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Folklore: Milk bars, motorbikes and moral panic

Jack Campin 07 Sep 17 - 08:56 PM
Joe Offer 07 Sep 17 - 11:43 PM
BobL 08 Sep 17 - 03:07 AM
Iains 08 Sep 17 - 05:44 AM
Raggytash 08 Sep 17 - 09:25 AM
Keith A of Hertford 08 Sep 17 - 09:39 AM
Dave the Gnome 08 Sep 17 - 09:48 AM
Jack Campin 08 Sep 17 - 10:33 AM
Iains 08 Sep 17 - 10:36 AM
Raggytash 08 Sep 17 - 10:44 AM
vectis 10 Sep 17 - 05:40 AM
punkfolkrocker 10 Sep 17 - 10:16 AM
Mr Red 11 Sep 17 - 07:23 PM
Steve Shaw 11 Sep 17 - 08:32 PM
Mr Red 12 Sep 17 - 03:30 AM
Dave the Gnome 12 Sep 17 - 06:15 AM
Donuel 14 Sep 17 - 07:34 PM
Jack Campin 14 Sep 17 - 08:12 PM
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Subject: Folklore: Milk bars, motorbikes and moral panic
From: Jack Campin
Date: 07 Sep 17 - 08:56 PM

This is a rather wonderful bit of forgotten social history:

https://www.stuff.co.nz/entertainment/arts/96610377/moral-panic-and-milk-bar-cowboys-lower-hutt-has-seen-it-all

I think milk bars were sometimes seen the same way in the UK, my wife knew about them from Essex. (A bit before my time, or in the wrong places, when I was in NZ: I never encountered one that was a den of sex and motorcycling, but I guess if you lived in Lower Hutt, abusing dairy products and fucking would be all the entertainment there was).


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Subject: RE: Folklore: Milk bars, motorbikes and moral panic
From: Joe Offer
Date: 07 Sep 17 - 11:43 PM

Truly folklore, but more on the non-music side of folklore.
Down below the line it goes, there into the "notorious den of teenage lust."
Hard to imagine something called a "milk bar" being such a den of iniquity. I can't remember what they were called in the U.S., but we had them - dairy bar, perhaps? The buildings were all shiny white, the employees were all dressed in white, and they sold ice cream and milkshakes and such.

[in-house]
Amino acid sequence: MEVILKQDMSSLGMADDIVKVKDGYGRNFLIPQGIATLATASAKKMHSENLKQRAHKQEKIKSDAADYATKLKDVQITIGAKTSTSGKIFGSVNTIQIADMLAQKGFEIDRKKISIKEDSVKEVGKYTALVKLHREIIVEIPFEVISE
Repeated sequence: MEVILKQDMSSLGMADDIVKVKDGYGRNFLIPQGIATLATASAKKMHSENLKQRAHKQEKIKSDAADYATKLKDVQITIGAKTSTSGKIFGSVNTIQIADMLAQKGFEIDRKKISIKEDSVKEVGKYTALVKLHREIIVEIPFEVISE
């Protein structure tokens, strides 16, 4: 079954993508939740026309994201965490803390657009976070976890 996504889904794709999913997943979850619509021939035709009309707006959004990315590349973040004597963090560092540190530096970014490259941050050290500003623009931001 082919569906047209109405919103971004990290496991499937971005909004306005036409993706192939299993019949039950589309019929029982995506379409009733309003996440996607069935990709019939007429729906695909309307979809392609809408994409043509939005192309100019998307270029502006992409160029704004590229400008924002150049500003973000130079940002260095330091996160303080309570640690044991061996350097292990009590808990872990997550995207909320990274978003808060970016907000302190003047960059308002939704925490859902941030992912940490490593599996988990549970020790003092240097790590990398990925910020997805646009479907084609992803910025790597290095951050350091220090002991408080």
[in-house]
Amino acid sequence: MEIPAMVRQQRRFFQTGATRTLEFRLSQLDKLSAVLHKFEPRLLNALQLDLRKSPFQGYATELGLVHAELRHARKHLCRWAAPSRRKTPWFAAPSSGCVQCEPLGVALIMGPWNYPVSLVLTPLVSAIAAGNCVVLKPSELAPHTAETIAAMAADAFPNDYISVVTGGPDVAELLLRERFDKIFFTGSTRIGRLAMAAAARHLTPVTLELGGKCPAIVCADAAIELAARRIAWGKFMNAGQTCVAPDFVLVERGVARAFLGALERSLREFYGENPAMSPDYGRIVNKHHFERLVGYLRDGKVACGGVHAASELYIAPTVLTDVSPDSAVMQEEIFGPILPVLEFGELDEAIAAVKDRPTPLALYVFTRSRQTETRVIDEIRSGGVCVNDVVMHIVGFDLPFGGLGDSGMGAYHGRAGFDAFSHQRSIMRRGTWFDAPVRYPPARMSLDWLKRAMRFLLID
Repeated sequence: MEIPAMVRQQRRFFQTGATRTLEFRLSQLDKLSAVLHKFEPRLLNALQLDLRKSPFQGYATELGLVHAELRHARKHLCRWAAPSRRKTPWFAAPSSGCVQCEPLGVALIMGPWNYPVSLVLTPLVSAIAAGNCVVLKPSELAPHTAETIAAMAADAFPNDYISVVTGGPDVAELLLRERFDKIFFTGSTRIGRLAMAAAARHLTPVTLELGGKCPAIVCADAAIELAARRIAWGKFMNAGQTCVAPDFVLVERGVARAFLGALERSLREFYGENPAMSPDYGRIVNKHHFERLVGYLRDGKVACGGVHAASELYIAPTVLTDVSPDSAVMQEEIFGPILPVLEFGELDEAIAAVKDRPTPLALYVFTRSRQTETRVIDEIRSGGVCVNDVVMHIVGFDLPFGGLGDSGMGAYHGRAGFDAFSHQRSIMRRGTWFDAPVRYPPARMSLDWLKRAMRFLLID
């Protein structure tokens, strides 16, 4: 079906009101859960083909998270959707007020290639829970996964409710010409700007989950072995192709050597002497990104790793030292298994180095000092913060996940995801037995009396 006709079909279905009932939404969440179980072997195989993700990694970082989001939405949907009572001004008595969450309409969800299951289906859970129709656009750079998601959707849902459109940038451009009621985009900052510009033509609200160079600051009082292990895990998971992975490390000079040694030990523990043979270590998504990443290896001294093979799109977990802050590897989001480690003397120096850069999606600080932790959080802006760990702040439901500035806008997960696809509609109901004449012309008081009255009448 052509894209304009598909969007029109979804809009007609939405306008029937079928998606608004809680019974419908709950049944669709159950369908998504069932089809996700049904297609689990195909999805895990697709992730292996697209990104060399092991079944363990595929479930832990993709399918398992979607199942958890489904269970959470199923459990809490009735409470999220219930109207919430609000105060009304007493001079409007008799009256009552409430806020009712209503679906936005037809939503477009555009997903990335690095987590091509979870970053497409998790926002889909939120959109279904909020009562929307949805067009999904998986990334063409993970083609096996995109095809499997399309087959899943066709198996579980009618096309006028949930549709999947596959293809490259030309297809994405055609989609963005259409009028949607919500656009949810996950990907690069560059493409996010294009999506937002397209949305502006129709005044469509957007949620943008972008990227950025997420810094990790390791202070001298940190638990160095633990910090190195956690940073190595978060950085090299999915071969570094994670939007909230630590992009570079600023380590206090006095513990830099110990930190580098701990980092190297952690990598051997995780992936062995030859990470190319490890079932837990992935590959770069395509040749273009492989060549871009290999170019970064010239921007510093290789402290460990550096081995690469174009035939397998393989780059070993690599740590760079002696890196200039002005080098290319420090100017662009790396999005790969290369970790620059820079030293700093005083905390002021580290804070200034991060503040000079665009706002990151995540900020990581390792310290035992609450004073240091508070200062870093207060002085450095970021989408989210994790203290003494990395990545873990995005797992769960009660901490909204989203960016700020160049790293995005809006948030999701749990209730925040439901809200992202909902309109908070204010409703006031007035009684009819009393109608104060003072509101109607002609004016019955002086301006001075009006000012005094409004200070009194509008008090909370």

-Joe-"


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Subject: RE: Folklore: Milk bars, motorbikes and moral panic
From: BobL
Date: 08 Sep 17 - 03:07 AM

Ah, the days of my youthful innocence! Point about coffee bars as a meeting place was that legally you could ride a motorbike at a lower age than drink in a pub (still true).


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Subject: RE: Folklore: Milk bars, motorbikes and moral panic
From: Iains
Date: 08 Sep 17 - 05:44 AM

And if you had a sidecar you could have an engine of any capacity and carry a passenger, while still displaying "L" plates.

I wish I still had my G9Matchless and Steib sidecar!


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Subject: RE: Folklore: Milk bars, motorbikes and moral panic
From: Raggytash
Date: 08 Sep 17 - 09:25 AM

Nice machine Iains !!!


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Subject: RE: Folklore: Milk bars, motorbikes and moral panic
From: Keith A of Hertford
Date: 08 Sep 17 - 09:39 AM

"A girl could feel special on any such like."


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Subject: RE: Folklore: Milk bars, motorbikes and moral panic
From: Dave the Gnome
Date: 08 Sep 17 - 09:48 AM

I never owned one but my first motorcycle ride was on my Dad's BSA Gold Flash and Busmar Astral Double Adult sidecar.

The same law applied to 3-wheelers, Iains, which is why there were so many Reliants and Bonds on the road. There used to be some confusion about having a reverse gear but when I got my provisional (1970) there was no such restriction and I could (and sometimes did) drive a Supervan III like Del boys with an L-plate and no supervision.

Not sure about milk bars but there were some local cafes that were predominantly biker hangouts. There was one around the Eccles/Patricoft area but I cannot remember what it was called or just where it was. Just that there was often a plethora of old British bikes outside. late 60's/ early 70's possibly? Can you remember that Raggy or did I dream it?

DtG


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Subject: RE: Folklore: Milk bars, motorbikes and moral panic
From: Jack Campin
Date: 08 Sep 17 - 10:33 AM

New Zealand licencing laws were weird. Not only (as in the UK) could you drive or ride a motorbike years before you could legally go into a pub, but pubs all closed at 6pm (until 1967-68). I doubt if many milk bars stayed open later than that, but some might have.


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Subject: RE: Folklore: Milk bars, motorbikes and moral panic
From: Iains